Understanding Arthritis and Diet
Derived from Greek and Latin roots, the word "arthritis" appropriately means joint inflammation. Arthritis affects roughly one fifth of the population of the United States and is the main reason for disability in people over the age of 55 living in industrialized parts of the world. It is not a single disease, however - there are roughly 100 different types of arthritis.
The most common forms are osteoarthritis (OA) and rheumatoid arthritis (RA), with both types affecting the musculoskeletal system, particularly the joints. Symptoms of osteoarthritis can include joint pain, progressive stiffness without visible swelling, and chills or fever during activity.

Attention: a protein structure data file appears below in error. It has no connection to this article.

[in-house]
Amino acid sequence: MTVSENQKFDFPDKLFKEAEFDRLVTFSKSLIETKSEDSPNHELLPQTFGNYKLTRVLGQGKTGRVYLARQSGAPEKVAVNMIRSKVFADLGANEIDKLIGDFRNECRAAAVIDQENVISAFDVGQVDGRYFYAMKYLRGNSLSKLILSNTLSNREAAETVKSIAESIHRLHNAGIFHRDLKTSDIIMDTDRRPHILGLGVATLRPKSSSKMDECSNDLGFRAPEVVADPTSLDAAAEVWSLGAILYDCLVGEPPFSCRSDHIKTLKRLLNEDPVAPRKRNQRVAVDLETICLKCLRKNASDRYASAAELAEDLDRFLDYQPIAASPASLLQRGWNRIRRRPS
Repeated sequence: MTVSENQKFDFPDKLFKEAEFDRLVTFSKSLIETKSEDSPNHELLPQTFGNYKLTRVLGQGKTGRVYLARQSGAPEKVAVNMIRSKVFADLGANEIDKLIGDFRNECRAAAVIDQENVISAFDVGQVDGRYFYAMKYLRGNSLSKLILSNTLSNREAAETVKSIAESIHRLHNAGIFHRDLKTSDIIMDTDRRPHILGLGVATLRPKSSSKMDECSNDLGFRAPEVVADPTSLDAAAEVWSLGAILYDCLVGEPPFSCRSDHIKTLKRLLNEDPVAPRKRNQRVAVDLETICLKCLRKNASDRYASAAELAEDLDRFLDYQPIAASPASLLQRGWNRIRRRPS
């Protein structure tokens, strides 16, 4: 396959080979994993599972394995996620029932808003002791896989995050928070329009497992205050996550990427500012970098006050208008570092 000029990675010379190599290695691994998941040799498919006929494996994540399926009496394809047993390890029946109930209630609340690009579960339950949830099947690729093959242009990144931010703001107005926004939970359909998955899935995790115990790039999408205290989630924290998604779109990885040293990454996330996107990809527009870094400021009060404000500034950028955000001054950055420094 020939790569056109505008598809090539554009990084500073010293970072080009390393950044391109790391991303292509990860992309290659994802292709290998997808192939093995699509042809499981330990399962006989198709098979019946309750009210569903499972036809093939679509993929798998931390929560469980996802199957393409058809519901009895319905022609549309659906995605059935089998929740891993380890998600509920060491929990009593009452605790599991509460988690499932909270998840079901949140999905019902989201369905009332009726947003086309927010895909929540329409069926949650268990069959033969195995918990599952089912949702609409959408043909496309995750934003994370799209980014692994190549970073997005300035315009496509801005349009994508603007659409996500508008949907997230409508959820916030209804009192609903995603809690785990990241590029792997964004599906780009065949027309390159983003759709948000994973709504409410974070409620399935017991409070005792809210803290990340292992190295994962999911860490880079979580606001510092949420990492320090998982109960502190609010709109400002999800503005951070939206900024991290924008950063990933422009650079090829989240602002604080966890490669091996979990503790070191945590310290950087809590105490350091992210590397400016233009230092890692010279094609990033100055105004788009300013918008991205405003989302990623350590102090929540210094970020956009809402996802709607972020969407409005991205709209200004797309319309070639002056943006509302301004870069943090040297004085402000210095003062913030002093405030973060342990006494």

People who develop rheumatoid arthritis may experience similar symptoms: painful (and visible) swelling, and stiffness that occurs in the joints of fingers, wrists, arms or legs on both sides of the body particularly upon waking. Children developing juvenile RA can experience recurrent fever, reduced appetite and weight loss, anemia, a blotchy rash on the extremities, or joint stiffness and swelling.